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Before its massive data breach, Equifax fought to kill a rule allowing victims to sue – Los Angeles Times

The data collection and monitoring firm Equifax has been properly flayed for the massive data breach it disclosed last week, as well as for its weak and dishonest response to the breach.

The firm has rectified some of the flaws in its response to the breach, which exposed the personal data of 143 million American consumers to hackers. But it hasn’t backed off from another action that would undermine consumers’ ability to hold the entire consumer monitoring industry accountable for such breaches: A concerted campaign to repeal a federal regulation upholding consumers’ rights to sue.

The regulation, issued by the Consumer Financial Protection Bureau on July 10 and scheduled to go into effect in mid-January, came under attack by Republicans in Congress “before the ink was even dry,” says Amanda Werner of Americans for Financial Reform, which is fighting to retain the rule. Under its provisions, financial firms would be prohibited from saddling consumers with arbitration clauses that prevent the consumers from filing or joining class-action lawsuits against the firms.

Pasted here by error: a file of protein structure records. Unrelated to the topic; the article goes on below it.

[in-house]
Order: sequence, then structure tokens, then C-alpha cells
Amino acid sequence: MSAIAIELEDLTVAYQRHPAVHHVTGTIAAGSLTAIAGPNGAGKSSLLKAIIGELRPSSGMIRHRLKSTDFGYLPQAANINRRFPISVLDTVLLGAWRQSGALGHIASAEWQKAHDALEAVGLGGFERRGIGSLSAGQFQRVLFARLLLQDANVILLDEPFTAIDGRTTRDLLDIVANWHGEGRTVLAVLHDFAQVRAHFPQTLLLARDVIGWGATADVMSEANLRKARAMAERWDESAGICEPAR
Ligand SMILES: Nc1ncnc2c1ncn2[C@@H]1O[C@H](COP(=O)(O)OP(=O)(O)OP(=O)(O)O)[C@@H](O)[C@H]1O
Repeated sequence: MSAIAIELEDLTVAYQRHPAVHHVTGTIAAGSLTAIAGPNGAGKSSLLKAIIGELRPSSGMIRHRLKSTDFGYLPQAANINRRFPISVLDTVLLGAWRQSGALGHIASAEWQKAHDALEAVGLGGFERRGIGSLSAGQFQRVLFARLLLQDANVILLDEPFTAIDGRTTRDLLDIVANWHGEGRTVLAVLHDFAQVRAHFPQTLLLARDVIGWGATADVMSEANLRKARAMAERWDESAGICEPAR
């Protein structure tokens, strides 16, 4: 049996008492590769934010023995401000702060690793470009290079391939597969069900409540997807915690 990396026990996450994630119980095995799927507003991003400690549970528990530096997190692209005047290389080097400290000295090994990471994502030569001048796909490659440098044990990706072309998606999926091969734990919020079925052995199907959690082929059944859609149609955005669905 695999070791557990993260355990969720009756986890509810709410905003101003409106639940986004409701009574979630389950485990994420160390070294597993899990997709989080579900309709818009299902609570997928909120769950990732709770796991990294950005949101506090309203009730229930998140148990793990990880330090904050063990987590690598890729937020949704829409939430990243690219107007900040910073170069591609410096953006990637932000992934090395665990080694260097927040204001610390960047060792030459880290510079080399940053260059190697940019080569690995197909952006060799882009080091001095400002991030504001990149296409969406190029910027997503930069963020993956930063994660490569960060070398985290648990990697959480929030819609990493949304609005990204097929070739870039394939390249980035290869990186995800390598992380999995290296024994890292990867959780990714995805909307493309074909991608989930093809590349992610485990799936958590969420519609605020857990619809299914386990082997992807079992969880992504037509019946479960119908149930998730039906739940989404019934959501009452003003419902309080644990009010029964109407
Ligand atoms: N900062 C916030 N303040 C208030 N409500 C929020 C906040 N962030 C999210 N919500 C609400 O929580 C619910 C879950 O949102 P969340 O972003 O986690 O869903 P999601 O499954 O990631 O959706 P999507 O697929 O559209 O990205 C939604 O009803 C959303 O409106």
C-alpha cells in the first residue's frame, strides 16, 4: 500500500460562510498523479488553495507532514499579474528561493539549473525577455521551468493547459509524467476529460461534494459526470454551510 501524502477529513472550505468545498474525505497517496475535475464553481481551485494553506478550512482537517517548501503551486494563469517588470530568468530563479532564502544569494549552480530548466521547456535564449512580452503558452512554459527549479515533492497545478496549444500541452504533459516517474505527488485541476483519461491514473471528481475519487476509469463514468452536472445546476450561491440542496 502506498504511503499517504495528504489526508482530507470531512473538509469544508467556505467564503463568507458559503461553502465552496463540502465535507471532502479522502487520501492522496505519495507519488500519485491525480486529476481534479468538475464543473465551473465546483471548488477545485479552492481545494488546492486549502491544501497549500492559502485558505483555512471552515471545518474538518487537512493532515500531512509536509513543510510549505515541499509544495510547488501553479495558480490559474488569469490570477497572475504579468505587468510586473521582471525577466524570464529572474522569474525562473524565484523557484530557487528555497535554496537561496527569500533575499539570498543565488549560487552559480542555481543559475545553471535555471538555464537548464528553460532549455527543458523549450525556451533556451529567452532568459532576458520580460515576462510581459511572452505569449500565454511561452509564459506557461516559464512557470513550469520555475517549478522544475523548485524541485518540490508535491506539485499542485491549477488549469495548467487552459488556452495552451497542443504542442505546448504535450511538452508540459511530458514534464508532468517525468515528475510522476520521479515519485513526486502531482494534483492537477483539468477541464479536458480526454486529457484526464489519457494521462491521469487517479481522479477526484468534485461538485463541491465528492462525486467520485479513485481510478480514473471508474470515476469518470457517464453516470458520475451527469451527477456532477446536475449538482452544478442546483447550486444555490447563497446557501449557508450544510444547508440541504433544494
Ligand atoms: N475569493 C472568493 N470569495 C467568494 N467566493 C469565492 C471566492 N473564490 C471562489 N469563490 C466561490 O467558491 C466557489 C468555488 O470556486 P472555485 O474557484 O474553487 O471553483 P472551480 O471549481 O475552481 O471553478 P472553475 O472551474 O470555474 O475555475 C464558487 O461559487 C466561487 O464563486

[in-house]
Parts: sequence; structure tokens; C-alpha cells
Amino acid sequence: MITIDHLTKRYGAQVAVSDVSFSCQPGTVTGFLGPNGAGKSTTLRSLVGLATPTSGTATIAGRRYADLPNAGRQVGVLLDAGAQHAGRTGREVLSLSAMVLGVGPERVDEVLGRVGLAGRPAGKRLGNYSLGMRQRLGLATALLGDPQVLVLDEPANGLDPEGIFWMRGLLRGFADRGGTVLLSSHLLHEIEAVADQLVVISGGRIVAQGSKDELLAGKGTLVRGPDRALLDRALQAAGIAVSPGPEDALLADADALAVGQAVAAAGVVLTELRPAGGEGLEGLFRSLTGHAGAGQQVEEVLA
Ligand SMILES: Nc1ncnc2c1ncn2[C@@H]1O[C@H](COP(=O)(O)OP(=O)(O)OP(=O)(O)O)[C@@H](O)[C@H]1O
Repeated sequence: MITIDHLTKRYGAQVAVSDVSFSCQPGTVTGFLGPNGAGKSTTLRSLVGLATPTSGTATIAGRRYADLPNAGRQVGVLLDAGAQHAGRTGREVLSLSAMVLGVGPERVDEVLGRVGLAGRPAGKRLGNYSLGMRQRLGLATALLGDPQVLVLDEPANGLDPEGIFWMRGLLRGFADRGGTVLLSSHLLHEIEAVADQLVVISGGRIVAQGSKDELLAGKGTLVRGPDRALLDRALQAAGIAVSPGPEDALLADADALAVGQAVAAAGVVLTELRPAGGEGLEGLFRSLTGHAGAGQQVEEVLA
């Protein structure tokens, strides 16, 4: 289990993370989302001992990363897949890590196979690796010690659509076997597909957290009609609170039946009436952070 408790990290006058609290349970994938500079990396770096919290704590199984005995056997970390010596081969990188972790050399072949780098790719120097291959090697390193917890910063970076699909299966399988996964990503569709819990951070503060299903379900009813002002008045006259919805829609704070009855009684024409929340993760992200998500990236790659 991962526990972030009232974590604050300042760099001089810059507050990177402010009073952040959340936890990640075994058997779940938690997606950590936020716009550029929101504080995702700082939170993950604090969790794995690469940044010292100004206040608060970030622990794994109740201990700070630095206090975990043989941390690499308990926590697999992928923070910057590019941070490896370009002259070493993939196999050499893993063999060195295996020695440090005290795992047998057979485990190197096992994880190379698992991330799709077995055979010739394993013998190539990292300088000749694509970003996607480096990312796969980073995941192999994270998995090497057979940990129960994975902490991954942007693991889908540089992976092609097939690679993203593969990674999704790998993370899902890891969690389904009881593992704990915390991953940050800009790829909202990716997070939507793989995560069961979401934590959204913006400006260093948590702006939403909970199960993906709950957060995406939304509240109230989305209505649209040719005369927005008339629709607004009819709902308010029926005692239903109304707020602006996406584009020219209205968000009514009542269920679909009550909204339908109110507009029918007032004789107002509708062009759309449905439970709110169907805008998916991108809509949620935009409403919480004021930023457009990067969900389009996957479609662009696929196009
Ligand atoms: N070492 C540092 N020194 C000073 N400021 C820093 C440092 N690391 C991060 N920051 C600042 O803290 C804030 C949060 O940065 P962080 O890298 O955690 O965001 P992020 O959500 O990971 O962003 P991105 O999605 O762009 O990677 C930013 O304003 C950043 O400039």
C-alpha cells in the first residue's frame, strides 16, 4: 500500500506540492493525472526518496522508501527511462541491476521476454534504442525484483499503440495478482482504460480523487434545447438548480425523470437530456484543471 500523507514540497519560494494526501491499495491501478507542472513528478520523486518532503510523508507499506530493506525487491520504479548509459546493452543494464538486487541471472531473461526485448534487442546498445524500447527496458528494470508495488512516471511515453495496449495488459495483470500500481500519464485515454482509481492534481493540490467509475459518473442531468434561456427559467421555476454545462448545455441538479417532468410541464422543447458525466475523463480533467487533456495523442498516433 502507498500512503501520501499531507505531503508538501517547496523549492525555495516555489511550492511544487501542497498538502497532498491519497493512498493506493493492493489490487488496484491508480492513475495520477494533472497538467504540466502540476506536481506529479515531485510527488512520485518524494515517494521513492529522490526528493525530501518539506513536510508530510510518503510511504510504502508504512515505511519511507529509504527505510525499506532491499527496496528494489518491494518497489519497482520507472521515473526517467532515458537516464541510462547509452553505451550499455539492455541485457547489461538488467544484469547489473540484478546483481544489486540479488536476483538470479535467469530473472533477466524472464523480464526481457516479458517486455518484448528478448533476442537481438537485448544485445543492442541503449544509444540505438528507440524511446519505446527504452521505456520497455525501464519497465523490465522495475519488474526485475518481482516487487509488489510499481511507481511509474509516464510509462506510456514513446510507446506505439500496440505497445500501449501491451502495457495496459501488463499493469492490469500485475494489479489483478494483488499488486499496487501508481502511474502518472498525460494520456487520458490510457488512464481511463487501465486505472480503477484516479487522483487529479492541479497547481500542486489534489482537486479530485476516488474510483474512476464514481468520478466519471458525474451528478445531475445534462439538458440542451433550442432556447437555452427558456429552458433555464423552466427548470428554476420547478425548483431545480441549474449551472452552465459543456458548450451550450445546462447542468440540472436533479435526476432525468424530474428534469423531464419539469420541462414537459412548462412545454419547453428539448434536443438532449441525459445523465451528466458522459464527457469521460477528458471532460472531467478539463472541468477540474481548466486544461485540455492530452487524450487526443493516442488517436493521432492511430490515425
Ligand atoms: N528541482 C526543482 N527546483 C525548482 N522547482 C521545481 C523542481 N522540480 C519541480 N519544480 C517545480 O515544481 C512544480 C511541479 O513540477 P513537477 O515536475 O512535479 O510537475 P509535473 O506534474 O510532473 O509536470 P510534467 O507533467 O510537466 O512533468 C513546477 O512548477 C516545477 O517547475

The rule wouldn’t cover the latest Equifax breach, which occurred before it was made final. But it would have prevented the confusion that arose last week in the wake of the breach: Equifax was caught steering consumers trying to find out if they were affected to a one-year “free” credit monitoring service that contained an arbitration clause forbidding class actions.

Before its massive data breach, Equifax fought to kill a rule allowing victims to sue – Los Angeles Times

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